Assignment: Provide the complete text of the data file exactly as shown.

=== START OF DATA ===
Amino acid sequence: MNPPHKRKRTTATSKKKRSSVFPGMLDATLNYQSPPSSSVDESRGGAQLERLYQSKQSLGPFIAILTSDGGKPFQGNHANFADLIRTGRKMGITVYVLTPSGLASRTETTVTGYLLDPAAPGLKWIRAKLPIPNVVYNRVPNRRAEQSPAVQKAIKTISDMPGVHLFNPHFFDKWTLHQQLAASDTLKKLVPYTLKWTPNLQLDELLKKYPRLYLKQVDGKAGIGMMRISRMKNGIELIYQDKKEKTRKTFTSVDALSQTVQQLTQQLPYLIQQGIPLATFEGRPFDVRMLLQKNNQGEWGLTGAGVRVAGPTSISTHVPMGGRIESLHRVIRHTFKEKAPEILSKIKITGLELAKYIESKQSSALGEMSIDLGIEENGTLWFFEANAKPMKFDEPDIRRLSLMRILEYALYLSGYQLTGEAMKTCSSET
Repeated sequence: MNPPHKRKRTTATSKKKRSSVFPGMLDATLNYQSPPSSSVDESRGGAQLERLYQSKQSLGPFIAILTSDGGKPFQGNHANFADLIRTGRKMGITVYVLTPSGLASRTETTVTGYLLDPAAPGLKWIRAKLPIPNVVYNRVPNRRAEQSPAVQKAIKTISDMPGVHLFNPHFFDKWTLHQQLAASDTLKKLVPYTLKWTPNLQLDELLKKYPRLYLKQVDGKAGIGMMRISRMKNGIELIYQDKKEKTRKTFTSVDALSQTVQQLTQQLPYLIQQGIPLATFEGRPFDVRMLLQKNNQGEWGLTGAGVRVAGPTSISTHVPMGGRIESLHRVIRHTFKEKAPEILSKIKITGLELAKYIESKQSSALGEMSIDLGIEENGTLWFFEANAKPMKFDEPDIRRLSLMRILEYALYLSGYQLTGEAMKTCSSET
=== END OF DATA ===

Amino acid sequence: MNPPHKRKRTTATSKKKRSSVFPGMLDATLNYQSPPSSSVDESRGGAQLERLYQSKQSLGPFIAILTSDGGKPFQGNHANFADLIRTGRKMGITVYVLTPSGLASRTETTVTGYLLDPAAPGLKWIRAKLPIPNVVYNRVPNRRAEQSPAVQKAIKTISDMPGVHLFNPHFFDKWTLHQQLAASDTLKKLVPYTLKWTPNLQLDELLKKYPRLYLKQVDGKAGIGMMRISRMKNGIELIYQDKKEKTRKTFTSVDALSQTVQQLTQQLPYLIQQGIPLATFEGRPFDVRMLLQKNNQGEWGLTGAGVRVAGPTSISTHVPMGGRIESLHRVIRHTFKEKAPEILSKIKITGLELAKYIESKQSSALGEMSIDLGIEENGTLWFFEANAKPMKFDEPDIRRLSLMRILEYALYLSGYQLTGEAMKTCSSET
Repeated sequence: MNPPHKRKRTTATSKKKRSSVFPGMLDATLNYQSPPSSSVDESRGGAQLERLYQSKQSLGPFIAILTSDGGKPFQGNHANFADLIRTGRKMGITVYVLTPSGLASRTETTVTGYLLDPAAPGLKWIRAKLPIPNVVYNRVPNRRAEQSPAVQKAIKTISDMPGVHLFNPHFFDKWTLHQQLAASDTLKKLVPYTLKWTPNLQLDELLKKYPRLYLKQVDGKAGIGMMRISRMKNGIELIYQDKKEKTRKTFTSVDALSQTVQQLTQQLPYLIQQGIPLATFEGRPFDVRMLLQKNNQGEWGLTGAGVRVAGPTSISTHVPMGGRIESLHRVIRHTFKEKAPEILSKIKITGLELAKYIESKQSSALGEMSIDLGIEENGTLWFFEANAKPMKFDEPDIRRLSLMRILEYALYLSGYQLTGEAMKTCSSET